Solo Jester, Oil on Canvas, 36x48, Summer 2006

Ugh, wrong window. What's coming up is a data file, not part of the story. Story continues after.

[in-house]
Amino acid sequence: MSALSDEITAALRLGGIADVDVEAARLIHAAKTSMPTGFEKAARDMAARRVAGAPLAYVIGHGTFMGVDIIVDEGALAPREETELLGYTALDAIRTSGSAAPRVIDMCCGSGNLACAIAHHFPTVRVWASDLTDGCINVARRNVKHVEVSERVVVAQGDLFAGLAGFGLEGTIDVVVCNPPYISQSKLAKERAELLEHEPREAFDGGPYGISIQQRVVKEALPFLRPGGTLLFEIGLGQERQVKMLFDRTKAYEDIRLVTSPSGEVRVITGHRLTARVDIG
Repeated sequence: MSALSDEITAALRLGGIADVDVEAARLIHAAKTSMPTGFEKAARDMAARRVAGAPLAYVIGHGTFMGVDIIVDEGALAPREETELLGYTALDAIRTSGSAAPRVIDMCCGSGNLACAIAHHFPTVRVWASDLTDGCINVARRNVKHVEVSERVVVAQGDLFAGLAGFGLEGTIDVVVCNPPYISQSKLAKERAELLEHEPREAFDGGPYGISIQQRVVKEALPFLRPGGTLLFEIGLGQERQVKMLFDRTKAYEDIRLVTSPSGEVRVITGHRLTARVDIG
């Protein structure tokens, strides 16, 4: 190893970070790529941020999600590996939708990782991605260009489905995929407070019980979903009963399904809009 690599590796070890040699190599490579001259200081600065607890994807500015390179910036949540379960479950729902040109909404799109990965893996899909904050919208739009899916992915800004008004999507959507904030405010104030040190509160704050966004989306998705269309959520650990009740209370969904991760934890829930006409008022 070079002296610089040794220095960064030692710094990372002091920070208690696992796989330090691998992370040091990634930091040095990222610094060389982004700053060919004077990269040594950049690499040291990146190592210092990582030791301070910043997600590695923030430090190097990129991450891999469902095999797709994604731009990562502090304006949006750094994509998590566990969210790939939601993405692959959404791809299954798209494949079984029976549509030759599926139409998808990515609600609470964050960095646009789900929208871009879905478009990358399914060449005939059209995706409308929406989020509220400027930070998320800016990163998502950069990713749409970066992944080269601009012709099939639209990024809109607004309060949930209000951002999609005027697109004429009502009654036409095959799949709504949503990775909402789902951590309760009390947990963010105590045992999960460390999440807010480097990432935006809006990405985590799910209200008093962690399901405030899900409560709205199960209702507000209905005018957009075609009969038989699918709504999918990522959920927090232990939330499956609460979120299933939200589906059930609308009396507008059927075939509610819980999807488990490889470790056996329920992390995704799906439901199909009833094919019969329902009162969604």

This portrait is of a student named Evan when he was 11 or 12. On the first day I met him, he was entering my class and did not know anyone. Most of the other students had known each other from previous classes or at school. He was new to the group. He was witty and shy. There was a costume rack in the corner of the classroom from which he picked up a jester hat and put it on his head. He caped himself in a red gown and sat, tilting his head down, provoking a solemn look on his face. He is now about 4 years older and still taking classes from me, also having now entered public school instead of being home schooled. He is the same witty character, but is nowhere near as shy. His take on the world is different from most…or perhaps uncomfortably similar to others’, and he wears It on his sleeve. He expresses his outlook openly and frankly, and his wit has the same frankness. It’s something that gets lost as life goes on, when we get told that there are ways to be and not to be. Perhaps no one wants to truly admit that they can relate to a sad solo jester, because then we would be admitting that we are stifling ourselves and have succumbed to being something we were told we should be instead of someone we had aspired to be all on our own. And at 11, this kid already seemed to know the game.